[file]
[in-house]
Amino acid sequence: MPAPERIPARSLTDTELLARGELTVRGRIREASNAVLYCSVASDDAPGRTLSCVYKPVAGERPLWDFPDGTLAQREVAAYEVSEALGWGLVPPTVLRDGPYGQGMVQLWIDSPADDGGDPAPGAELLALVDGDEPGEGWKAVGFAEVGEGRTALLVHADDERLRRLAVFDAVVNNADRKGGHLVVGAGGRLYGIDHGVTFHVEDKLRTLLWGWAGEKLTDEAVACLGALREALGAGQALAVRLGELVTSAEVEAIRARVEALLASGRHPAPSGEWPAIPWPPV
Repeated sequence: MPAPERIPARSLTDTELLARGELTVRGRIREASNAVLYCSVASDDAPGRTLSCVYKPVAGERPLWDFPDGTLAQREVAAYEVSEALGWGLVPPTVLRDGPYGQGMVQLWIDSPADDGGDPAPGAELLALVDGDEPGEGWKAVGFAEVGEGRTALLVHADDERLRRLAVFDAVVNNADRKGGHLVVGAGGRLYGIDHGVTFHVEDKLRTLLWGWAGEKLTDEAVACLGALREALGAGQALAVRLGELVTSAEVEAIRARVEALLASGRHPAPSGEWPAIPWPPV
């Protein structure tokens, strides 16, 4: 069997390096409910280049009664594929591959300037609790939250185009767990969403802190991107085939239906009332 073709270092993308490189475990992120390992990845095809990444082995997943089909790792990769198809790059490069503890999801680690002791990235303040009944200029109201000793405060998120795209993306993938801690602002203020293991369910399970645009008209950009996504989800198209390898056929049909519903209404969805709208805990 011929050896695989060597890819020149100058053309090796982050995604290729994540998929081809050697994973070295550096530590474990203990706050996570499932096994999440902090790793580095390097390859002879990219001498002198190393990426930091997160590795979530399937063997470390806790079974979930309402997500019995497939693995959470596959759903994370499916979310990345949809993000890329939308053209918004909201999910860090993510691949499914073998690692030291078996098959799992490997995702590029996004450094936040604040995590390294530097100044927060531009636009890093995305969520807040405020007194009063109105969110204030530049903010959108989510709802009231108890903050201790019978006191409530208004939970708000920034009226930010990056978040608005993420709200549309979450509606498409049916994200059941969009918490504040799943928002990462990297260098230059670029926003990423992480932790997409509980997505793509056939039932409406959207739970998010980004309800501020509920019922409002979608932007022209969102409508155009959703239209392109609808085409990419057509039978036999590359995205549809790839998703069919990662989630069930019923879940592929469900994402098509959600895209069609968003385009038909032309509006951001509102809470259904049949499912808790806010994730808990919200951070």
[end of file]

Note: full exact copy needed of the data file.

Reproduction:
[in-house]
Amino acid sequence: MPAPERIPARSLTDTELLARGELTVRGRIREASNAVLYCSVASDDAPGRTLSCVYKPVAGERPLWDFPDGTLAQREVAAYEVSEALGWGLVPPTVLRDGPYGQGMVQLWIDSPADDGGDPAPGAELLALVDGDEPGEGWKAVGFAEVGEGRTALLVHADDERLRRLAVFDAVVNNADRKGGHLVVGAGGRLYGIDHGVTFHVEDKLRTLLWGWAGEKLTDEAVACLGALREALGAGQALAVRLGELVTSAEVEAIRARVEALLASGRHPAPSGEWPAIPWPPV
Repeated sequence: MPAPERIPARSLTDTELLARGELTVRGRIREASNAVLYCSVASDDAPGRTLSCVYKPVAGERPLWDFPDGTLAQREVAAYEVSEALGWGLVPPTVLRDGPYGQGMVQLWIDSPADDGGDPAPGAELLALVDGDEPGEGWKAVGFAEVGEGRTALLVHADDERLRRLAVFDAVVNNADRKGGHLVVGAGGRLYGIDHGVTFHVEDKLRTLLWGWAGEKLTDEAVACLGALREALGAGQALAVRLGELVTSAEVEAIRARVEALLASGRHPAPSGEWPAIPWPPV
């Protein structure tokens, strides 16, 4: 069997390096409910280049009664594929591959300037609790939250185009767990969403802190991107085939239906009332 073709270092993308490189475990992120390992990845095809990444082995997943089909790792990769198809790059490069503890999801680690002791990235303040009944200029109201000793405060998120795209993306993938801690602002203020293991369910399970645009008209950009996504989800198209390898056929049909519903209404969805709208805990 011929050896695989060597890819020149100058053309090796982050995604290729994540998929081809050697994973070295550096530590474990203990706050996570499932096994999440902090790793580095390097390859002879990219001498002198190393990426930091997160590795979530399937063997470390806790079974979930309402997500019995497939693995959470596959759903994370499916979310990345949809993000890329939308053209918004909201999910860090993510691949499914073998690692030291078996098959799992490997995702590029996004450094936040604040995590390294530097100044927060531009636009890093995305969520807040405020007194009063109105969110204030530049903010959108989510709802009231108890903050201790019978006191409530208004939970708000920034009226930010990056978040608005993420709200549309979450509606498409049916994200059941969009918490504040799943928002990462990297260098230059670029926003990423992480932790997409509980997505793509056939039932409406959207739970998010980004309800501020509920019922409002979608932007022209969102409508155009959703239209392109609808085409990419057509039978036999590359995205549809790839998703069919990662989630069930019923879940592929469900994402098509959600895209069609968003385009038909032309509006951001509102809470259904049949499912808790806010994730808990919200951070």